Word Weary: Words and Phrases to Limit or Eliminate for Better Communications
A recent meeting. A rival agency presentation. The first slide: “We are a curation organization.” It is a testament to my maturity and self-discipline that I refrained from rolling the eyes right out of my head.
Words are the building blocks for the stories we tell and the narratives we weave. Words inform, delight, educate, influence, hurt…driving all sorts of emotions and responses. Words can be beautiful and inspire us to great heights or amuse us for a moment.
And then there’s business jargon, the rot of every language on Earth. Here are some of my “favorite” linguistic misdeeds.
Why are these words bad and why does it matter? Business language is best, and most effective, when it is simple, direct and clearly communicates the objective. Business jargon, on the other hand, runs multiple, and sometimes nefarious, risks. Clients look to us as trusted partners who are strategic in our recommendations and direct in our communications. While business jargon may be popular, these buzz words can lead people and clients to believe we do not fully understand what we are speaking to, we are overcomplicating communication, or misinterpreting the nuances of a conversation.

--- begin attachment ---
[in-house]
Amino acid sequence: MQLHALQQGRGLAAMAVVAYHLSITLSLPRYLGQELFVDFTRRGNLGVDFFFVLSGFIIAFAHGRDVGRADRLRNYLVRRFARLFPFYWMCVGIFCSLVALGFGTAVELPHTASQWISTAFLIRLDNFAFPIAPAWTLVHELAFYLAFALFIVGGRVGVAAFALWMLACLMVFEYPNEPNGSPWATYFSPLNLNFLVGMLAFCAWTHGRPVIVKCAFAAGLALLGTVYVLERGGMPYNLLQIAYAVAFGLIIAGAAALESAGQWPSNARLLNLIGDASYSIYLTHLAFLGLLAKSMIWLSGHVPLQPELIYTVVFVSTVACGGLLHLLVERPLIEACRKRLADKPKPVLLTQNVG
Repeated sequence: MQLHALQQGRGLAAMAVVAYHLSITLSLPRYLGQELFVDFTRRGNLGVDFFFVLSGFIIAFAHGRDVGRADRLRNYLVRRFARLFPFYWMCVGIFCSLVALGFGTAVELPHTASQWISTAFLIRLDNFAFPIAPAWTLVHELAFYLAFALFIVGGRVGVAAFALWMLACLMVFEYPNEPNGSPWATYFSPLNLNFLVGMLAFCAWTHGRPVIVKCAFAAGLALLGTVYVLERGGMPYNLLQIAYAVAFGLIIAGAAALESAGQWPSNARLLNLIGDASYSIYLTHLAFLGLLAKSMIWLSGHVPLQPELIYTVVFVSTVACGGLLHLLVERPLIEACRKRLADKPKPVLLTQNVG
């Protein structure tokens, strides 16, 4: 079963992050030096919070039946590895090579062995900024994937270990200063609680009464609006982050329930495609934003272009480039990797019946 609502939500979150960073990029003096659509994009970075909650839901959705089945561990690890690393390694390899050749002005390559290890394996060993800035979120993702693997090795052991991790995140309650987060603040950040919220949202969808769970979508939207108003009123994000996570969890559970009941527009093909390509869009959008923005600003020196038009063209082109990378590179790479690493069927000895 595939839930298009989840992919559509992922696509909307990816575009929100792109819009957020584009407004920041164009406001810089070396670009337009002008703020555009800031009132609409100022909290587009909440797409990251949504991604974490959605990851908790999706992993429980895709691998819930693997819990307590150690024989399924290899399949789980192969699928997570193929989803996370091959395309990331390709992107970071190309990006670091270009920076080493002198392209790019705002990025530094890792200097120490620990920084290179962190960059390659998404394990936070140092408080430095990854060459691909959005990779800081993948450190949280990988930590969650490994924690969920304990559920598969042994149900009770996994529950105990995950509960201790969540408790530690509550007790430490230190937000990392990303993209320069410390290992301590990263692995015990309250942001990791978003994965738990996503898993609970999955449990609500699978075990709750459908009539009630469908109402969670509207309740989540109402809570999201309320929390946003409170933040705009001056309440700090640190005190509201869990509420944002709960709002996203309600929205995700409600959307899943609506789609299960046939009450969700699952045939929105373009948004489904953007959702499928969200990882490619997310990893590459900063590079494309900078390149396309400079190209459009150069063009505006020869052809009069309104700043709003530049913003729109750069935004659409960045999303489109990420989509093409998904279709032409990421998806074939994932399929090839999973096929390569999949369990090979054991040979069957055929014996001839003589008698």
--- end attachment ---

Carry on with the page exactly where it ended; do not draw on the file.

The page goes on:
Below is a deeper dive on some examples listed above:
Curate is one of the most over used and pretentious words used in business conversation. Once primarily used to describe the act of culling and explaining works of art to create an exhibition theme or narrative, curate is now used to describe a group of products or experiences very, very special (no) to the extra special consumer (not).
Stronger options that convey a similar meaning: Assemble, collect
Circle back is especially egregious when accompanied by the “circle the drain” hand gesture. What does circle back even mean? The notion of going in circles is very bad business, so to suggest it in a business setting makes no sense.
Stronger options that convey a similar meaning: Report, follow up
If I never hear the word hack again used to mean “short cut”, it will be too soon. While the traditional definition of the word hack is used to indicate a rough cut or infiltrating computer software, the word has more recently been redefined and adopted by the start-up world and has (unfortunately) bled into everyday business language. I even heard Martha Stewart use it recently.
Stronger options that convey a similar meaning: Short cut, improvise
At the best, jargon-y words can create confusion and cause the listener to misunderstand or drop out of the conversation altogether. At worst, they can be used to obfuscate and sound hip. What these words don’t do is make the user sound smart or direct.
Bottom line: Keep it simple. Use direct language. Be clear so your audience understands your message. And if you have any idea what a “curation organization” is, please let me know. I’m STILL trying to figure that one out.